Canadian artistes want to capture Bandra residents in action!
For four months, two artists from Canada invite Bandra residents to their photo studio to capture their action for an animated mandala installation. Read on to know why
In a French accent, Patrick Dionne and Miki Gingras say "Namaste!" as a couple walks into their photo studio set up at What About Art? (WAA), an artist residency in Bandra. They are maintenance workers from the building, but the artists aren't interested in their names, age, occupation or community. They want the subjects to present an action that reflects their routine, culture, or a ritual.
Artist Patrick Dionne instructs the couple during the photo shoot at What About Art in Bandra. Pics/Ashish Raje
Language poses a barrier, so we step in as Hindi translators. The couple enthusiastically decides to imitate the mangalsutra ceremony from their wedding. "That would be perfect," smiles Dionne, as he switches on halogen and fairy lights that bring the studio alive. Gingras checks the frame in a digital camera perched on a tripod. She shoots a sequence of photographs as the couple walks towards each other and ties the mangalsutra, guided by Dionne's gestures to start and stop. Though a five-minute exercise, the shoot is memorable for the subjects, who leave with a photograph print as a souvenir.Over the next four months, the artists will capture myriad such actions of as many Bandra folks as possible for a project titled, Milan Samvaad. The shots will be used to create an animated mandala that will be showcased at WAA.
Dionne and Miki Gingras greet the couple with a namaste
Meet the artists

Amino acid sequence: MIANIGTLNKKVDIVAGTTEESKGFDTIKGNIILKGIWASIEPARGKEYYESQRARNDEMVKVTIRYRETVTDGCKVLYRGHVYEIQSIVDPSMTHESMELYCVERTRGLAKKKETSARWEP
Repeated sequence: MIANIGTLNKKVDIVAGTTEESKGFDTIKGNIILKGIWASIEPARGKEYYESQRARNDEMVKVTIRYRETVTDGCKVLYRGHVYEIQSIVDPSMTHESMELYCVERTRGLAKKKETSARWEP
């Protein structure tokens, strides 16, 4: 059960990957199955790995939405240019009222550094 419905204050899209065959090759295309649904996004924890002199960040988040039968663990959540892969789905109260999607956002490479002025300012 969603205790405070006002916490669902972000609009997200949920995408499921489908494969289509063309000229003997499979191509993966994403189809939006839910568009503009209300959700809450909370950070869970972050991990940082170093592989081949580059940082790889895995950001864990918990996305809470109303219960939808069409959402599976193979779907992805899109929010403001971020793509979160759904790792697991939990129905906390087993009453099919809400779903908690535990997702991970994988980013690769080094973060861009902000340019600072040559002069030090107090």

Working together for 18 years, the Canada-based artists are in the city as part of a cultural exchange programme between the Council of Arts and Letters of Quebec. "We're interested in the diversity, and various identities that make up our society. The idea is to bring people together to create an archive that tells the story of our times," says Dionne, more fluent in English than Gingras. In the past, they have worked on photography projects in South America, and created identity-themed population murals in parts of Montreal. "One was placed in a Montreal library for four years. When it was removed, the residents wrote complaint letters urging it to be re-installed because it represented their neighbourhood."
The duo chose an action-oriented approach over mere documentation "to develop a relationship with locals, and discover the culture through them". Dionne adds, "Such a process is also interdependent. It helps develop mutual trust." That, along with the language barrier, are the main challenges that the artists seek to overcome during their stay here.
Having discovered Bandra since they arrived three weeks ago, the duo finds the suburb dynamic and its people "more relaxed though living in a metropolis". That makes it an apt neighbourhood for the project. The artists also plan to take the studio set-up into public spaces, starting with a farmers' market that's scheduled this weekend. The residency has also organised a studio visit inviting Bandra folk to get framed. "There's no criteria, you just have to
be motivated," Dionne smiles.
On : November 24, 5 pm to 8 pm
At : 7 Baitush Apartments, 29th Road, Bandra west.
Call : 7045393212
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